Use your accounts astutely
Your practice accounts indicate the financial health of your practice, and the earlier you interpret the signs and take action the better, says Dr John Couch
Being proactive or reactive can make the difference between being a good business or a great one. An excellent example is the way annual accounts are used.
Over the next couple of months the majority of practices with a 31 March year-end will be receiving their draft accounts. There are, roughly speaking, three possible ways of dealing with these. The first is to wait until the full accounts are agreed, probably in the autumn. You will simply make sure you are earning a reasonable amount and then get back to your busy GP work.The second is also to wait for agreed accounts but take the trouble to gather as much useful information from them as possible to improve business performance.The third and smartest approach is to use the draft accounts to gather useful information to improve the business's performance. In this way you can take action as early in the business year as possible. This should increase the chances of maximising net profit.The following tips, while not exhaustive, should help to keep a sharp focus.Do not feel guilty about checking overall profit and your own share first. We are human, after all! Next, get objective and study both total income and the individual components in the notes to the accounts. If total income has risen or fallen, investigate which areas have contributed the most. Remember that it is just as important to maintain good performance as it is to improve bad. If you detect a large difference in any area then ensure that claims have not been missed or forgotten. This applies to both NHS and private income.
The same applies to expenses. If expenses have risen more than income you will still experience falling net profit. Equally, if income falls but expenses fall more, net profit increases. Check all expense categories, looking for large increases or falls. Once again it is just as important to recognise and keep systems that work well as it is to improve those that do not.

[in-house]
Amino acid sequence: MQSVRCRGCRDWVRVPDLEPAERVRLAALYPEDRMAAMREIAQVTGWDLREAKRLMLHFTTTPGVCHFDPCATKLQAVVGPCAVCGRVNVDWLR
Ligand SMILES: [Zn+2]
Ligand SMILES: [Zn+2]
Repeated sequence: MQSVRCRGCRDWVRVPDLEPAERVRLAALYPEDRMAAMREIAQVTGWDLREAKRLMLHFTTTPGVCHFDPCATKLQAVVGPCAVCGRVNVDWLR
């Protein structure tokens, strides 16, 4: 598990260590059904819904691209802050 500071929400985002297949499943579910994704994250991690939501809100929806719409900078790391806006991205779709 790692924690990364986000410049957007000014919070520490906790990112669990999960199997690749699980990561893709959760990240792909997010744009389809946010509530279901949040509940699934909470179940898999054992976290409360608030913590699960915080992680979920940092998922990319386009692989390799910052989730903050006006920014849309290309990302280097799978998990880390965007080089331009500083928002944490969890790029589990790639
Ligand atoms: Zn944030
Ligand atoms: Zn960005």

Check the balance sheet. With luck this will show that your business is still viable! Check the cash in hand at the bank. If this has risen for no apparent reason, decide if you are running an excessive balance. If so a distribution may be in order. Check also that drug stocks are not excessive.Study individual partners' profit allocations. In particular check that 'prior shares' and share of pooled income are accurate and reflect the partnership agreement. Practice harmony depends on all partners feeling they are being remunerated equitably.The section detailing each partner's 'current account balance' displays the individual credits and debits with a final balancing figure. This represents the amount partners should be able to withdraw, but it will not take into account QOF balancing payments or extra cash requirements for the new financial year. Check with your accountants before booking a world cruise.Ensure that superannuation payments are accurate and also that any credits or debits are actioned.If your accounts include statistics or comparison with other practices, do study these carefully. You will often get clues to how more successful practices are working.Finally do meet, make your decisions, and take action quickly. GPs can be very god at dithering and the slickest organisations never sit still.Dr John Couch is a GP in Ashford, Middlesex